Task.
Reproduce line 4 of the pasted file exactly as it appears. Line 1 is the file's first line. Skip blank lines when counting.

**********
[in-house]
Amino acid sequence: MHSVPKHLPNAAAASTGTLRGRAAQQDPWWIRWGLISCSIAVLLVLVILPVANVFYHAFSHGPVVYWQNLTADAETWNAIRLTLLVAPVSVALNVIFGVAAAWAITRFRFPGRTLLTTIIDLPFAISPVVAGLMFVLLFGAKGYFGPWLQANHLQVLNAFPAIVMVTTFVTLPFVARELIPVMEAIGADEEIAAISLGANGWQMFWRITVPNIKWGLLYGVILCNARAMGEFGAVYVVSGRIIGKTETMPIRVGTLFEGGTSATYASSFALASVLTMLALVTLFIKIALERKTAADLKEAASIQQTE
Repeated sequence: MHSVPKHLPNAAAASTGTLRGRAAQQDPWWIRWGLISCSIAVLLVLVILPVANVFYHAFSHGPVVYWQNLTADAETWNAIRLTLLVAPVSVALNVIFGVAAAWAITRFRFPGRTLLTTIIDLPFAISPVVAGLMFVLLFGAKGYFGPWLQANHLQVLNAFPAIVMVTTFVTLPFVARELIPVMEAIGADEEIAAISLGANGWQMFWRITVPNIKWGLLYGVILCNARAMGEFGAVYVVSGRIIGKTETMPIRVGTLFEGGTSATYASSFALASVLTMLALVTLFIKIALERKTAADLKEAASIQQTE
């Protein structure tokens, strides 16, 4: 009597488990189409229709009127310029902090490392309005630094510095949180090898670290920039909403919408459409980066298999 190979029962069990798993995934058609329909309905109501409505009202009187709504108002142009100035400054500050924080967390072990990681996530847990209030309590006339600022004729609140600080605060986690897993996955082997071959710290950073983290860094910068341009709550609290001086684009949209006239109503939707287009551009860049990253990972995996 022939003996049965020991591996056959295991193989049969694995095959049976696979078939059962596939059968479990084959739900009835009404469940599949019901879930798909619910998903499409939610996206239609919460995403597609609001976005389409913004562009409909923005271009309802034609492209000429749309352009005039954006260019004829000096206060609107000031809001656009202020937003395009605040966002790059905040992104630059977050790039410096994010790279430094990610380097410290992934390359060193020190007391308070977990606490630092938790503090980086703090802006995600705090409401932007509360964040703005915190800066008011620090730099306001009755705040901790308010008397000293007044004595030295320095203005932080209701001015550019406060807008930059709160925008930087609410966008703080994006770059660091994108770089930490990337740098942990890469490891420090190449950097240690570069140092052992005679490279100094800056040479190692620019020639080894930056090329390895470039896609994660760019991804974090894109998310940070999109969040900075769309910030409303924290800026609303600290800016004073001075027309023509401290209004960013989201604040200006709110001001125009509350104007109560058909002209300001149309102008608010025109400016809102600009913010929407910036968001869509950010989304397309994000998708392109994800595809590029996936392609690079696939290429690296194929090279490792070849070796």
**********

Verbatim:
């Protein structure tokens, strides 16, 4: 009597488990189409229709009127310029902090490392309005630094510095949180090898670290920039909403919408459409980066298999 190979029962069990798993995934058609329909309905109501409505009202009187709504108002142009100035400054500050924080967390072990990681996530847990209030309590006339600022004729609140600080605060986690897993996955082997071959710290950073983290860094910068341009709550609290001086684009949209006239109503939707287009551009860049990253990972995996 022939003996049965020991591996056959295991193989049969694995095959049976696979078939059962596939059968479990084959739900009835009404469940599949019901879930798909619910998903499409939610996206239609919460995403597609609001976005389409913004562009409909923005271009309802034609492209000429749309352009005039954006260019004829000096206060609107000031809001656009202020937003395009605040966002790059905040992104630059977050790039410096994010790279430094990610380097410290992934390359060193020190007391308070977990606490630092938790503090980086703090802006995600705090409401932007509360964040703005915190800066008011620090730099306001009755705040901790308010008397000293007044004595030295320095203005932080209701001015550019406060807008930059709160925008930087609410966008703080994006770059660091994108770089930490990337740098942990890469490891420090190449950097240690570069140092052992005679490279100094800056040479190692620019020639080894930056090329390895470039896609994660760019991804974090894109998310940070999109969040900075769309910030409303924290800026609303600290800016004073001075027309023509401290209004960013989201604040200006709110001001125009509350104007109560058909002209300001149309102008608010025109400016809102600009913010929407910036968001869509950010989304397309994000998708392109994800595809590029996936392609690079696939290429690296194929090279490792070849070796």